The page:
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Love Your Body Day

October 10, 2011

Next Wednesday, October 19th, is Love Your Body Day.

Think about it. We need a day to promote loving our bodies.

Which in turn means that most of us spend most of our time, hating our bodies.

Which in most cases is a result of other people not loving our bodies.

Let’s take this step by step.

As babies we have no self-consciousness. We spend our gestation period in symbiotic bliss: floating around safe, secure, no responsibilities and not separating our bodies from our mommy’s bodies. In fact, we probably have no awareness that we even have a body.

Suddenly, we are thrust into the world, umbilical cord cut, and — Voilà! — if we are not born with any physical disabilities, we have autonomously functioning hearts, lungs and brains.

As we get older, we begin to master the art of integrating our bodily functions. Through the work of play, and instinctual trial and error, we practice our eye-hand coordination, gross and fine motor skills, and the ability to translate brain impulses into action. Eventually, we acquire a palette of ways to communicate.

How remarkable we are during those formative years! We are still not self-conscious. We are simply learning what we need to know in order to operate in this great, wide, wonderful world; a world that, each time we awake from our slumber, is miraculously still there for us to learn more about.

Think about it: for a period of time, all of us are integrated beings with our minds and bodies a single entity. The mind isn’t saying, “I hate my hands for not picking up that shiny thing,” or “I hate my nose for sneezing.”

Then there is a “fall from grace,” an awakening, a jolt that splits us in two. Someone comments that something is wrong with our body, or mentions that someone else’s body is wrong, and we are catapulted into a cognitive split. Now there are two entities instead of one; our mind and our body.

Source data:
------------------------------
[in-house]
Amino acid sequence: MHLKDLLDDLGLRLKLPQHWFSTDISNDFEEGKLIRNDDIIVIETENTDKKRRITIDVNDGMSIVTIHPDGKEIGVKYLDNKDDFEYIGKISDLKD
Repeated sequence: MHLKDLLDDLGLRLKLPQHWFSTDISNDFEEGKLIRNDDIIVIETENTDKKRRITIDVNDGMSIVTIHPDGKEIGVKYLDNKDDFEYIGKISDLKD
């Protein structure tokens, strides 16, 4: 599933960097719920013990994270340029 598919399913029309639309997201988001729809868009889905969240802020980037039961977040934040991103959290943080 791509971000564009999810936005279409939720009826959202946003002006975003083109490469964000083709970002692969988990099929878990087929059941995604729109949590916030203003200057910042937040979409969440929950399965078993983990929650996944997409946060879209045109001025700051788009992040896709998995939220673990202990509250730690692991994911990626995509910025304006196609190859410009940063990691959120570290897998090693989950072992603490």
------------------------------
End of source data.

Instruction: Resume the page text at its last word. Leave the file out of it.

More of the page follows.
Our body is no longer our self. It is a “that” or an “it.” It has become the enemy. In this corner: my critical, judgmental mind versus my wonderful, functioning, but somehow wrong body. Once we step into that world, turning back is extraordinarily difficult. Once in that world, we learn an entire language devoted to perpetuating that split.

“I hate my body, I hate my stomach, I hate my arms, I hate her because she looks better than I do, I hate myself, I hate me me me.”

We adopt a repertoire of what we believe are positive coping mechanisms because on some level we know it is unnatural to hate ourselves so vehemently. It is against our nature on a primal level. We start to eat differently, exercise differently, and perceive ourselves differently because we crave self-love and wholeness, but by now we believe the only way to regain that sense of wholeness is to be thin.

So how do we regain our natural state of grace? How do we heal the fracture that has us spending our days at war with ourselves? How do we fall back in love, and reunite our mind and body?

Perhaps it starts with consciously delegating a day devoted to that task; a day where we hush up our mind’s negative litany. A day where we put limits on other people who speak disparagingly about our bodies and their own bodies. Maybe we start with one day where we remember what is right about our bodies and our lives, and languish in how good it feels to be at peace from within.

In Dr. Deah’s Hollywood, every day is Love Your Body Day, but, even better, every day is Love MY Body Day… that covers how I feel about my body AND how everyone else feels about my body. Words are great like that! 😉